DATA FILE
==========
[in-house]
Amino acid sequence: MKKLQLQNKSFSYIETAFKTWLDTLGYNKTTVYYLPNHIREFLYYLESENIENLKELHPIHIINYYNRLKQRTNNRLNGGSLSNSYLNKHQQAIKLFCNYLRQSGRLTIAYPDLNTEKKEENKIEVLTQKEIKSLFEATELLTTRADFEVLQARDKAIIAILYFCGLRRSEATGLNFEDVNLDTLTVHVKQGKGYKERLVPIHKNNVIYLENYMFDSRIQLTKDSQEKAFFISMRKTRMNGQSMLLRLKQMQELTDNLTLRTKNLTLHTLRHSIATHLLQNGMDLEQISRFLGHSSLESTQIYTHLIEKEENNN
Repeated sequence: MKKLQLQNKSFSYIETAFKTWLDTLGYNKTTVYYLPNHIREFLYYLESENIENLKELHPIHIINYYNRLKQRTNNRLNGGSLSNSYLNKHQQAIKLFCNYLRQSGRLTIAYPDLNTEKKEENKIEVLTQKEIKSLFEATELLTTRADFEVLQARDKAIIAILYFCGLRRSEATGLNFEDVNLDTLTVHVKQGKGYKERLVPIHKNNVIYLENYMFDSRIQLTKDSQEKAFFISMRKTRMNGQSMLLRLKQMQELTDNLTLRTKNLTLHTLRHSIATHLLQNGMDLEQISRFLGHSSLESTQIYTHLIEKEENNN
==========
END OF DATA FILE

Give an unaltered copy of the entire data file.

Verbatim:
[in-house]
Amino acid sequence: MKKLQLQNKSFSYIETAFKTWLDTLGYNKTTVYYLPNHIREFLYYLESENIENLKELHPIHIINYYNRLKQRTNNRLNGGSLSNSYLNKHQQAIKLFCNYLRQSGRLTIAYPDLNTEKKEENKIEVLTQKEIKSLFEATELLTTRADFEVLQARDKAIIAILYFCGLRRSEATGLNFEDVNLDTLTVHVKQGKGYKERLVPIHKNNVIYLENYMFDSRIQLTKDSQEKAFFISMRKTRMNGQSMLLRLKQMQELTDNLTLRTKNLTLHTLRHSIATHLLQNGMDLEQISRFLGHSSLESTQIYTHLIEKEENNN
Repeated sequence: MKKLQLQNKSFSYIETAFKTWLDTLGYNKTTVYYLPNHIREFLYYLESENIENLKELHPIHIINYYNRLKQRTNNRLNGGSLSNSYLNKHQQAIKLFCNYLRQSGRLTIAYPDLNTEKKEENKIEVLTQKEIKSLFEATELLTTRADFEVLQARDKAIIAILYFCGLRRSEATGLNFEDVNLDTLTVHVKQGKGYKERLVPIHKNNVIYLENYMFDSRIQLTKDSQEKAFFISMRKTRMNGQSMLLRLKQMQELTDNLTLRTKNLTLHTLRHSIATHLLQNGMDLEQISRFLGHSSLESTQIYTHLIEKEENNN